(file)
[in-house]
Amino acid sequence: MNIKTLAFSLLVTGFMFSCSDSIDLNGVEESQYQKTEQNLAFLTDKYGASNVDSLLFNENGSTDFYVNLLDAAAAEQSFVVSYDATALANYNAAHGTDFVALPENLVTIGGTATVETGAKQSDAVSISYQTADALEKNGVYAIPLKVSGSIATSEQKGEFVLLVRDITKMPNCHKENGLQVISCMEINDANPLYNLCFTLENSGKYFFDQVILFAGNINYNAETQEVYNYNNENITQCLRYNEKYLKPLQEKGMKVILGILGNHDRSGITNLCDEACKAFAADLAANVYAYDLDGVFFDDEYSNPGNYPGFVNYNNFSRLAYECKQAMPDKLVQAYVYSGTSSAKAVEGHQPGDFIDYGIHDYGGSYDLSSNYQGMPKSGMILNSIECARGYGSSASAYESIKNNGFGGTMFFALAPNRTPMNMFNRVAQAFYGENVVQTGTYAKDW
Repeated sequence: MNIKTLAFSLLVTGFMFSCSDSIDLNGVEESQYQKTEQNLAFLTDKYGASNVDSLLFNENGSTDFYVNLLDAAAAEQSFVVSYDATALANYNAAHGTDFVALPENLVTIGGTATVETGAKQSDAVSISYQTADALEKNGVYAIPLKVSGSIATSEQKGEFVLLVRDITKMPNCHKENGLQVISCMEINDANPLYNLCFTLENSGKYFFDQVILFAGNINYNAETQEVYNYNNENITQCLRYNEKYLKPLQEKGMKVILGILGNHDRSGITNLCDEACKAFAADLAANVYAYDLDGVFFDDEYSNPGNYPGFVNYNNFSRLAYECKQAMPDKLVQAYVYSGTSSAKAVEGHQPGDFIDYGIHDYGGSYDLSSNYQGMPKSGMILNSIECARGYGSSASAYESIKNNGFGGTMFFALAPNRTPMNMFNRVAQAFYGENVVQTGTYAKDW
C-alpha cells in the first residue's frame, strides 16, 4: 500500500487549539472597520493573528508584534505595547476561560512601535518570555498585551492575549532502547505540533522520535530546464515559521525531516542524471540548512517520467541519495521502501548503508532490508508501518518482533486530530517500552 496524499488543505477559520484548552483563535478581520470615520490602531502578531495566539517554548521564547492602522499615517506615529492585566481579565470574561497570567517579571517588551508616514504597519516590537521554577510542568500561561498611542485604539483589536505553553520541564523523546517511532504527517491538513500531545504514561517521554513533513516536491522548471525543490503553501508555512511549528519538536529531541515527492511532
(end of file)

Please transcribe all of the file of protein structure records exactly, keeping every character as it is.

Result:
[in-house]
Amino acid sequence: MNIKTLAFSLLVTGFMFSCSDSIDLNGVEESQYQKTEQNLAFLTDKYGASNVDSLLFNENGSTDFYVNLLDAAAAEQSFVVSYDATALANYNAAHGTDFVALPENLVTIGGTATVETGAKQSDAVSISYQTADALEKNGVYAIPLKVSGSIATSEQKGEFVLLVRDITKMPNCHKENGLQVISCMEINDANPLYNLCFTLENSGKYFFDQVILFAGNINYNAETQEVYNYNNENITQCLRYNEKYLKPLQEKGMKVILGILGNHDRSGITNLCDEACKAFAADLAANVYAYDLDGVFFDDEYSNPGNYPGFVNYNNFSRLAYECKQAMPDKLVQAYVYSGTSSAKAVEGHQPGDFIDYGIHDYGGSYDLSSNYQGMPKSGMILNSIECARGYGSSASAYESIKNNGFGGTMFFALAPNRTPMNMFNRVAQAFYGENVVQTGTYAKDW
Repeated sequence: MNIKTLAFSLLVTGFMFSCSDSIDLNGVEESQYQKTEQNLAFLTDKYGASNVDSLLFNENGSTDFYVNLLDAAAAEQSFVVSYDATALANYNAAHGTDFVALPENLVTIGGTATVETGAKQSDAVSISYQTADALEKNGVYAIPLKVSGSIATSEQKGEFVLLVRDITKMPNCHKENGLQVISCMEINDANPLYNLCFTLENSGKYFFDQVILFAGNINYNAETQEVYNYNNENITQCLRYNEKYLKPLQEKGMKVILGILGNHDRSGITNLCDEACKAFAADLAANVYAYDLDGVFFDDEYSNPGNYPGFVNYNNFSRLAYECKQAMPDKLVQAYVYSGTSSAKAVEGHQPGDFIDYGIHDYGGSYDLSSNYQGMPKSGMILNSIECARGYGSSASAYESIKNNGFGGTMFFALAPNRTPMNMFNRVAQAFYGENVVQTGTYAKDW
C-alpha cells in the first residue's frame, strides 16, 4: 500500500487549539472597520493573528508584534505595547476561560512601535518570555498585551492575549532502547505540533522520535530546464515559521525531516542524471540548512517520467541519495521502501548503508532490508508501518518482533486530530517500552 496524499488543505477559520484548552483563535478581520470615520490602531502578531495566539517554548521564547492602522499615517506615529492585566481579565470574561497570567517579571517588551508616514504597519516590537521554577510542568500561561498611542485604539483589536505553553520541564523523546517511532504527517491538513500531545504514561517521554513533513516536491522548471525543490503553501508555512511549528519538536529531541515527492511532